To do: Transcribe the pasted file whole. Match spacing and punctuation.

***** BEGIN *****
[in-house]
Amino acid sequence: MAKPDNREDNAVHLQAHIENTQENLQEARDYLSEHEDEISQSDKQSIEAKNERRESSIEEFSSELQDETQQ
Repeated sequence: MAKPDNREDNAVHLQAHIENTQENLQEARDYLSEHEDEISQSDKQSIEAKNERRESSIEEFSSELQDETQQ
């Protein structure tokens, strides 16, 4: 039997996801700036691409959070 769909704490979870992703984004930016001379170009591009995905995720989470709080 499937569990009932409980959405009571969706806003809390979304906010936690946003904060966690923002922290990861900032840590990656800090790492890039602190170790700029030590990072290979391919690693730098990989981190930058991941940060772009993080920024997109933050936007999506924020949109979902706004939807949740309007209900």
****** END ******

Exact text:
[in-house]
Amino acid sequence: MAKPDNREDNAVHLQAHIENTQENLQEARDYLSEHEDEISQSDKQSIEAKNERRESSIEEFSSELQDETQQ
Repeated sequence: MAKPDNREDNAVHLQAHIENTQENLQEARDYLSEHEDEISQSDKQSIEAKNERRESSIEEFSSELQDETQQ
């Protein structure tokens, strides 16, 4: 039997996801700036691409959070 769909704490979870992703984004930016001379170009591009995905995720989470709080 499937569990009932409980959405009571969706806003809390979304906010936690946003904060966690923002922290990861900032840590990656800090790492890039602190170790700029030590990072290979391919690693730098990989981190930058991941940060772009993080920024997109933050936007999506924020949109979902706004939807949740309007209900």